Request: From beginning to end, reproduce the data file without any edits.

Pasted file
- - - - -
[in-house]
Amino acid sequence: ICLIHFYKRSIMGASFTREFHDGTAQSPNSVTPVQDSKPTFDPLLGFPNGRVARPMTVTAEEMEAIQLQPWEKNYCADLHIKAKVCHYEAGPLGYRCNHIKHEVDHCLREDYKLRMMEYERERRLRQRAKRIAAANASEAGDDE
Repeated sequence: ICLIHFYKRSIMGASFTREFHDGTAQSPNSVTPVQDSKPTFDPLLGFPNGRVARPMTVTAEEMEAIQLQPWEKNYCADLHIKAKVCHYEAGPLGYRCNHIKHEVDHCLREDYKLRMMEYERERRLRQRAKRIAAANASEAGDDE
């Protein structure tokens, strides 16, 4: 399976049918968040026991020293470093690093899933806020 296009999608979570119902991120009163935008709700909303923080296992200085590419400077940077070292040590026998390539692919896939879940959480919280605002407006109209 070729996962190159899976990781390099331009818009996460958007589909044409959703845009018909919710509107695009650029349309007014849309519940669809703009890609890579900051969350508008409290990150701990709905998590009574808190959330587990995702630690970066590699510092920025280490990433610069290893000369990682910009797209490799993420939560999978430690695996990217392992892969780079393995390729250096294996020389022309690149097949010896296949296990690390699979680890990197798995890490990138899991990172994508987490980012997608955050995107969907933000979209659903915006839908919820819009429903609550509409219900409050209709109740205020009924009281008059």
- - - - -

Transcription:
[in-house]
Amino acid sequence: ICLIHFYKRSIMGASFTREFHDGTAQSPNSVTPVQDSKPTFDPLLGFPNGRVARPMTVTAEEMEAIQLQPWEKNYCADLHIKAKVCHYEAGPLGYRCNHIKHEVDHCLREDYKLRMMEYERERRLRQRAKRIAAANASEAGDDE
Repeated sequence: ICLIHFYKRSIMGASFTREFHDGTAQSPNSVTPVQDSKPTFDPLLGFPNGRVARPMTVTAEEMEAIQLQPWEKNYCADLHIKAKVCHYEAGPLGYRCNHIKHEVDHCLREDYKLRMMEYERERRLRQRAKRIAAANASEAGDDE
């Protein structure tokens, strides 16, 4: 399976049918968040026991020293470093690093899933806020 296009999608979570119902991120009163935008709700909303923080296992200085590419400077940077070292040590026998390539692919896939879940959480919280605002407006109209 070729996962190159899976990781390099331009818009996460958007589909044409959703845009018909919710509107695009650029349309007014849309519940669809703009890609890579900051969350508008409290990150701990709905998590009574808190959330587990995702630690970066590699510092920025280490990433610069290893000369990682910009797209490799993420939560999978430690695996990217392992892969780079393995390729250096294996020389022309690149097949010896296949296990690390699979680890990197798995890490990138899991990172994508987490980012997608955050995107969907933000979209659903915006839908919820819009429903609550509409219900409050209709109740205020009924009281008059």